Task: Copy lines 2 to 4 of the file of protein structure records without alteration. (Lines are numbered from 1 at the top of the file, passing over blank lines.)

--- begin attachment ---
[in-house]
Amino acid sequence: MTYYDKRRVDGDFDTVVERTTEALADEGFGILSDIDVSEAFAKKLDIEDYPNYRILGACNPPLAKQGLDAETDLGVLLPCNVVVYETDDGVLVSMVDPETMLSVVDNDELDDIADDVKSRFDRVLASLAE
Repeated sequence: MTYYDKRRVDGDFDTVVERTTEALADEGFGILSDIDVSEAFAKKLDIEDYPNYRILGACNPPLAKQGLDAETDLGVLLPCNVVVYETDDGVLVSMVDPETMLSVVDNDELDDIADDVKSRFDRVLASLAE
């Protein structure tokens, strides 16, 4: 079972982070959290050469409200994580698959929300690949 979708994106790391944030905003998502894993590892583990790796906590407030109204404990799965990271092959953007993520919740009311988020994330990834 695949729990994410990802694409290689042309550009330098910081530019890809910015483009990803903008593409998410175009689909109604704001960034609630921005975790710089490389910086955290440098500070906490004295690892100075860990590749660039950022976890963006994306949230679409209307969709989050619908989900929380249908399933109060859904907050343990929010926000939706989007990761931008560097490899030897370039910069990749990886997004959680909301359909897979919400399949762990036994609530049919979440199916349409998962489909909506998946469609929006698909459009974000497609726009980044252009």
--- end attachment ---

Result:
Amino acid sequence: MTYYDKRRVDGDFDTVVERTTEALADEGFGILSDIDVSEAFAKKLDIEDYPNYRILGACNPPLAKQGLDAETDLGVLLPCNVVVYETDDGVLVSMVDPETMLSVVDNDELDDIADDVKSRFDRVLASLAE
Repeated sequence: MTYYDKRRVDGDFDTVVERTTEALADEGFGILSDIDVSEAFAKKLDIEDYPNYRILGACNPPLAKQGLDAETDLGVLLPCNVVVYETDDGVLVSMVDPETMLSVVDNDELDDIADDVKSRFDRVLASLAE
């Protein structure tokens, strides 16, 4: 079972982070959290050469409200994580698959929300690949 979708994106790391944030905003998502894993590892583990790796906590407030109204404990799965990271092959953007993520919740009311988020994330990834 695949729990994410990802694409290689042309550009330098910081530019890809910015483009990803903008593409998410175009689909109604704001960034609630921005975790710089490389910086955290440098500070906490004295690892100075860990590749660039950022976890963006994306949230679409209307969709989050619908989900929380249908399933109060859904907050343990929010926000939706989007990761931008560097490899030897370039910069990749990886997004959680909301359909897979919400399949762990036994609530049919979440199916349409998962489909909506998946469609929006698909459009974000497609726009980044252009």